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Pediatrics. 2004 Jul;114(1):269-72.

Bile acid pneumonia: a "new" form of neonatal respiratory distress syndrome?

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Division of Neonatology, Catholic University of the Sacred Heart, Rome, Italy.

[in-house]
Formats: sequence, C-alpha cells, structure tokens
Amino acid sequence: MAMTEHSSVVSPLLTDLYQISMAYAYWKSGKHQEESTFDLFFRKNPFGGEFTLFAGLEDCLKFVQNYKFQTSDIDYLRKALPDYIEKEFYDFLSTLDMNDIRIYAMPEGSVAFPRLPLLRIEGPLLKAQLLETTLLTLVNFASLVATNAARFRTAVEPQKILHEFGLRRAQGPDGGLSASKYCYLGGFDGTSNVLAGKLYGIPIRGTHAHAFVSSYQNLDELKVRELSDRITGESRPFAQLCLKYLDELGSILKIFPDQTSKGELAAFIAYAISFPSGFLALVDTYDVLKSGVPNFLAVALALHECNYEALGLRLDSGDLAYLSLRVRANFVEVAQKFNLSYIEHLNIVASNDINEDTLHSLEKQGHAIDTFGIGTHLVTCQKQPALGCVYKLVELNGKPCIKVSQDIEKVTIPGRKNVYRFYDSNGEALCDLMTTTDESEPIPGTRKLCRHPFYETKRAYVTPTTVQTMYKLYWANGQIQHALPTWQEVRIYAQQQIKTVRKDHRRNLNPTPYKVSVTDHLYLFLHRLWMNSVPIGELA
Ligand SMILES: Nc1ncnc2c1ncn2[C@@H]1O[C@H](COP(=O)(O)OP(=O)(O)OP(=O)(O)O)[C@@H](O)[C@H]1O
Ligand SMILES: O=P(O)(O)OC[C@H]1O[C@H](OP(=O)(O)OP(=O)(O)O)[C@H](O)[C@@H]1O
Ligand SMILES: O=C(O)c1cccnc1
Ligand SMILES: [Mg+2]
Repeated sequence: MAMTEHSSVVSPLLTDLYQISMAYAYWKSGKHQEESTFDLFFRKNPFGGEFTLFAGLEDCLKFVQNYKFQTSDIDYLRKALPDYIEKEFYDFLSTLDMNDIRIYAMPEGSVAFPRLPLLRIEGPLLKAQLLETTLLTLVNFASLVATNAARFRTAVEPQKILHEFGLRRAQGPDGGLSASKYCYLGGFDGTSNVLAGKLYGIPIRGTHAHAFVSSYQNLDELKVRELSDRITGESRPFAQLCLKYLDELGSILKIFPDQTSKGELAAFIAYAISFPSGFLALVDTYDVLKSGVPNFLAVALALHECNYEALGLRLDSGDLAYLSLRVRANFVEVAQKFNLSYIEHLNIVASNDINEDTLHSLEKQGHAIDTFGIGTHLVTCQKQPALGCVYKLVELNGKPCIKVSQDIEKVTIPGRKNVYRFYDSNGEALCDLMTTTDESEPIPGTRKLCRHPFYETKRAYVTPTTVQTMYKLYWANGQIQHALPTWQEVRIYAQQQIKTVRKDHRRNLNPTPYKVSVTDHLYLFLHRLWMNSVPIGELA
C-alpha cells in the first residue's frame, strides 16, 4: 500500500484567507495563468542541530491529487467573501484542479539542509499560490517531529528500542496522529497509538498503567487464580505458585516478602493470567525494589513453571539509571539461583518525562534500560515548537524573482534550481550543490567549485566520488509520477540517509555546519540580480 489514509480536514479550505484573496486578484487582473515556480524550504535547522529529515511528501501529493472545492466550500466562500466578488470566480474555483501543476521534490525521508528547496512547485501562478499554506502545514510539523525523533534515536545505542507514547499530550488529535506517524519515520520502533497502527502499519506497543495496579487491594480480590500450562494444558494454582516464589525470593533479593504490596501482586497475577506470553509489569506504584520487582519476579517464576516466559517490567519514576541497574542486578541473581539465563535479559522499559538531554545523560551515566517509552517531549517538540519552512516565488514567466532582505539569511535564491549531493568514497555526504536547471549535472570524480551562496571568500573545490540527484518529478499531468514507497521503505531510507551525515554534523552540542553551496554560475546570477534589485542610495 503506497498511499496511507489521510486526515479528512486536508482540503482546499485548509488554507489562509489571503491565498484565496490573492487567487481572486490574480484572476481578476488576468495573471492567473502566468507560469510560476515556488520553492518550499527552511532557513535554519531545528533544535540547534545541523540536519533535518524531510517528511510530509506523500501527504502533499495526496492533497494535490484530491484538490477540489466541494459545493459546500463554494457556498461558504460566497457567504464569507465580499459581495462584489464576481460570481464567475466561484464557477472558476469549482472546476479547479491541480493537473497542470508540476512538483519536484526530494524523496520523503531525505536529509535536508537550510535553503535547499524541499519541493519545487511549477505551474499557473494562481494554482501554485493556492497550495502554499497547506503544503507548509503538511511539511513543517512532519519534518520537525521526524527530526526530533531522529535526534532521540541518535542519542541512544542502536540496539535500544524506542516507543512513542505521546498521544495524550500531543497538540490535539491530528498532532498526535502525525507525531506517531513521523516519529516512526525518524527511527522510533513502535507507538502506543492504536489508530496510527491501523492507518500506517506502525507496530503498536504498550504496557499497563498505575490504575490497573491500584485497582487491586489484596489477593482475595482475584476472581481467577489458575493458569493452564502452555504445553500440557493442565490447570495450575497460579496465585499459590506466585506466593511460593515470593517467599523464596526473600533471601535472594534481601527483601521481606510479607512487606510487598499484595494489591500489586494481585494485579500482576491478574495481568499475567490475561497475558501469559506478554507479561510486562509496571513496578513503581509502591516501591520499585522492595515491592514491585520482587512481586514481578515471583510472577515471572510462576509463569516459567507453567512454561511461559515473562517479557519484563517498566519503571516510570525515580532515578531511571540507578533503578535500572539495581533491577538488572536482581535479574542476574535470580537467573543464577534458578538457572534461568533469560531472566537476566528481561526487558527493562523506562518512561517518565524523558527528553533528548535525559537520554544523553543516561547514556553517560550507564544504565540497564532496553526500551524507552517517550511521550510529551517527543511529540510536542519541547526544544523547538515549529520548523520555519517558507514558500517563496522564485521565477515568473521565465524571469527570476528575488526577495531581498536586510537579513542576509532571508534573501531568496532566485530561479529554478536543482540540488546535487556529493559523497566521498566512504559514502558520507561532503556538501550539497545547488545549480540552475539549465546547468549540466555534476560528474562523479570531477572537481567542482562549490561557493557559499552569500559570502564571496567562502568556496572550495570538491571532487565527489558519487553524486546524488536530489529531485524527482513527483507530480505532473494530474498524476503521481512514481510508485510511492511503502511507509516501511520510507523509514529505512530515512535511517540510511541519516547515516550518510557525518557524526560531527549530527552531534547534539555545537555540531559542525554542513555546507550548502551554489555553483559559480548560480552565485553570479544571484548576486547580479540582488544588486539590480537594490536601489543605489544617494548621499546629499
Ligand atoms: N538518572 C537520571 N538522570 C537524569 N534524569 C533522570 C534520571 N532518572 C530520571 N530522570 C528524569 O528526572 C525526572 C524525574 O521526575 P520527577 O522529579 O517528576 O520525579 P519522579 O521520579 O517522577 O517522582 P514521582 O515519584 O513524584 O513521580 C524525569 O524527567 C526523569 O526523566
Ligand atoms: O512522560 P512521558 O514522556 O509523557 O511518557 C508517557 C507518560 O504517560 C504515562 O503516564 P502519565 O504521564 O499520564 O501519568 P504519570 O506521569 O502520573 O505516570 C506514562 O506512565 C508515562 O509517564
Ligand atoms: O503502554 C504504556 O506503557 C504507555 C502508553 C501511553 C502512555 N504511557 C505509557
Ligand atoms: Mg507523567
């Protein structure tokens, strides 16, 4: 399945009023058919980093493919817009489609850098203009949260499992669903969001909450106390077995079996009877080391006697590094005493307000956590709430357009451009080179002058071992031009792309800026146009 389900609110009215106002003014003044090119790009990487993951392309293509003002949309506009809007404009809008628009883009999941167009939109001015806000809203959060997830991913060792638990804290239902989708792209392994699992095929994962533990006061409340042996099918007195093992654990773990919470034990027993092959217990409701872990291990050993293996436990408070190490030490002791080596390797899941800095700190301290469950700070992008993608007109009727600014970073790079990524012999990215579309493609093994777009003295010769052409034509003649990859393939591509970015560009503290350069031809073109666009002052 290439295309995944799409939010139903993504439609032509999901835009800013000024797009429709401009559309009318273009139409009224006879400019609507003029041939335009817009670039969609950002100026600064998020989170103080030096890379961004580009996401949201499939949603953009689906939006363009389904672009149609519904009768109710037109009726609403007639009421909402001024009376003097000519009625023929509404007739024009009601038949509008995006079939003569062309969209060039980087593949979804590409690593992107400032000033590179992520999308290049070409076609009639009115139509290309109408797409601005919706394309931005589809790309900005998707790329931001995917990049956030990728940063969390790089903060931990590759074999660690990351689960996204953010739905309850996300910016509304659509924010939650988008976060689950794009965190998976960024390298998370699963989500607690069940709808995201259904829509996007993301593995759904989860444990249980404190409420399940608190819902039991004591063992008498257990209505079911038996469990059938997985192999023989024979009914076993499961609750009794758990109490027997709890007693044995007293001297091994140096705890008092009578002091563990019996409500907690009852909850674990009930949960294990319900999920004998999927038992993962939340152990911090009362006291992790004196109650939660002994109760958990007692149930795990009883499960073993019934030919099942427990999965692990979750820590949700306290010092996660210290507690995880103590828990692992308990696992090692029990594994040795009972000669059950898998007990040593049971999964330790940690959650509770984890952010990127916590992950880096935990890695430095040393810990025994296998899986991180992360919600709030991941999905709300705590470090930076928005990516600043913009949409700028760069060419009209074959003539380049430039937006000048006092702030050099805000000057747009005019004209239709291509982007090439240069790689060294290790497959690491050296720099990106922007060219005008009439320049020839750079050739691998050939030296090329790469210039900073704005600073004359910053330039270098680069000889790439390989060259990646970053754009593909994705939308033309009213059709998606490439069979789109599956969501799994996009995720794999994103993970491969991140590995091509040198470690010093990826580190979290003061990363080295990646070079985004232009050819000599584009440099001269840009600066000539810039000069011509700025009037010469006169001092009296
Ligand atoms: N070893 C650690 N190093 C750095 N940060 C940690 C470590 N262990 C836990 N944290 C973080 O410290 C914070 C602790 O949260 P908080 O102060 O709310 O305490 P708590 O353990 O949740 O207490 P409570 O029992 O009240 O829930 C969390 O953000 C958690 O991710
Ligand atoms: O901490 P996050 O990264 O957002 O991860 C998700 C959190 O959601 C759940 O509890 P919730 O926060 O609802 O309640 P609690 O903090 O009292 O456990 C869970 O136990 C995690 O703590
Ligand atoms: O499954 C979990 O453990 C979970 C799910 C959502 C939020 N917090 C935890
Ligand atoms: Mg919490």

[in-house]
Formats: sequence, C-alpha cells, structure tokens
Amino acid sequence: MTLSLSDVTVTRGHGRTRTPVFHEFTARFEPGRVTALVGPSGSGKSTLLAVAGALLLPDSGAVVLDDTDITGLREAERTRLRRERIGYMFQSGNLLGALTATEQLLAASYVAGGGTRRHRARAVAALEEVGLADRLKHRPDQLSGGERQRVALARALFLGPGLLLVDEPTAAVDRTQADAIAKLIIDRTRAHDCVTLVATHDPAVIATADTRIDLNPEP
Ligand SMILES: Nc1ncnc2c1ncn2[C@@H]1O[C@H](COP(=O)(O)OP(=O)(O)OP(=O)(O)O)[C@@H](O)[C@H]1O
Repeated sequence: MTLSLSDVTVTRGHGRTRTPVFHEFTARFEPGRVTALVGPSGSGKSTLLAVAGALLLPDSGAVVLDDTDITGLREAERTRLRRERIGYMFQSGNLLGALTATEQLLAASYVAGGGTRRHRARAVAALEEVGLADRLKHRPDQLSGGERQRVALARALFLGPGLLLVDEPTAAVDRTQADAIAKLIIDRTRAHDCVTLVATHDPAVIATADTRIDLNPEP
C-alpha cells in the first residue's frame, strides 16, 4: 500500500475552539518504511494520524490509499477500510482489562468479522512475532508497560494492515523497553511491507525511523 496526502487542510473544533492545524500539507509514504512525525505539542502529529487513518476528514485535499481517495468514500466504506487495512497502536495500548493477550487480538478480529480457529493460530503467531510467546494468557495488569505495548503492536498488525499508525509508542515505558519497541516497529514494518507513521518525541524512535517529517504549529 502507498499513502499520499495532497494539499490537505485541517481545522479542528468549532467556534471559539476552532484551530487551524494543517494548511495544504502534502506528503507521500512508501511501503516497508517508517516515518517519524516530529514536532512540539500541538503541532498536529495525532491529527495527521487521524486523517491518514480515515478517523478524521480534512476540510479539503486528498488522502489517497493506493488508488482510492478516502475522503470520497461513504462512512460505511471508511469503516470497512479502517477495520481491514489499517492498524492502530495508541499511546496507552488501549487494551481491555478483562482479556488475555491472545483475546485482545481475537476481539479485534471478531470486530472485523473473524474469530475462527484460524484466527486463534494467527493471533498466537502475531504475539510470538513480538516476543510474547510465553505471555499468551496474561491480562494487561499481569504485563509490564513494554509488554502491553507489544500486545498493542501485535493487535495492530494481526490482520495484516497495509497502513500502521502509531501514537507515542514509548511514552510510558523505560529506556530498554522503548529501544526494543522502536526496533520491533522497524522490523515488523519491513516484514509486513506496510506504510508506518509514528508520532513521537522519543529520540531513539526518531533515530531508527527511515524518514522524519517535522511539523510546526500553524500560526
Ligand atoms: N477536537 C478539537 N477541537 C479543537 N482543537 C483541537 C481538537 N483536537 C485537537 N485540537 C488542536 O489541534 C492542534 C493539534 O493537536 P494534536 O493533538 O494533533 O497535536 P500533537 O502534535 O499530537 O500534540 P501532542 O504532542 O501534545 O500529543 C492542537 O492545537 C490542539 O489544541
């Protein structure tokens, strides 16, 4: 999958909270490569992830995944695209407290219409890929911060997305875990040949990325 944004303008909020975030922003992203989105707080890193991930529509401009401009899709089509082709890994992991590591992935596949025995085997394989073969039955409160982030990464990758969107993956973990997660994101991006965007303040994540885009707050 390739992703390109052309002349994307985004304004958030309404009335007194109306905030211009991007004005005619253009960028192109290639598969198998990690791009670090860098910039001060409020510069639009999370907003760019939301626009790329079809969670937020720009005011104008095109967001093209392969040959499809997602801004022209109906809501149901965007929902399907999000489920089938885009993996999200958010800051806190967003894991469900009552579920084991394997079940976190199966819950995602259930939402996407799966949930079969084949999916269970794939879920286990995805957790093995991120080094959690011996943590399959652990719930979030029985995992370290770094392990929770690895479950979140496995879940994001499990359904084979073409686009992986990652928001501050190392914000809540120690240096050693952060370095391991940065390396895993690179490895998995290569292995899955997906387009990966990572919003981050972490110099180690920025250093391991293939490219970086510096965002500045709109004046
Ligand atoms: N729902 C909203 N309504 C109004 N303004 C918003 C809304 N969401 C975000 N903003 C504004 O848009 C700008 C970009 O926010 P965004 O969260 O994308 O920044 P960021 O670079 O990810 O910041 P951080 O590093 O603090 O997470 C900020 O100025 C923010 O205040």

We describe 3 cases of neonatal respiratory distress syndrome (RDS) in near-term infants, born from mothers with severe intrahepatic cholestasis of pregnancy. Common pictures of the cases were: good indices of lung maturity in the amniotic fluid; severe RDS requiring mechanical ventilation; high serum bile acid (BA) levels in the early days of life; no meconium aspiration; negative cultures; and absence of indirect laboratory signs of infection. After the first case, we hypothesized that abnormally high BA levels could have reversed the action of phospholipase A2 in the lungs, causing a degradation of phosphatidylcholines to lysophosphatidylcholines and the consequent lack of surfactant activity, leading to the severe respiratory distress. Consequently, in cases 2 and 3, we gave intratracheal surfactant to the infants, which, although administered around the first 24 hours of life, showed to be helpful. Our experience suggests that a high level of attention in the management of newborn infants (even near-term infants) born from women with intrahepatic cholestasis of pregnancy is necessary to detect as soon as possible signs and symptoms of this "unexpected" RDS, which can assume a very severe clinical picture. In such instances, we recommend that the diagnosis of BA pneumonia be kept in mind and that exogenous surfactant be given as soon as possible, even in the presence of indices of normal lung maturity in the amniotic fluid. Finding high levels of BA and lysophosphatidylcholines in the bronchoalveolar lavage of affected infants would aid in support of the diagnosis.

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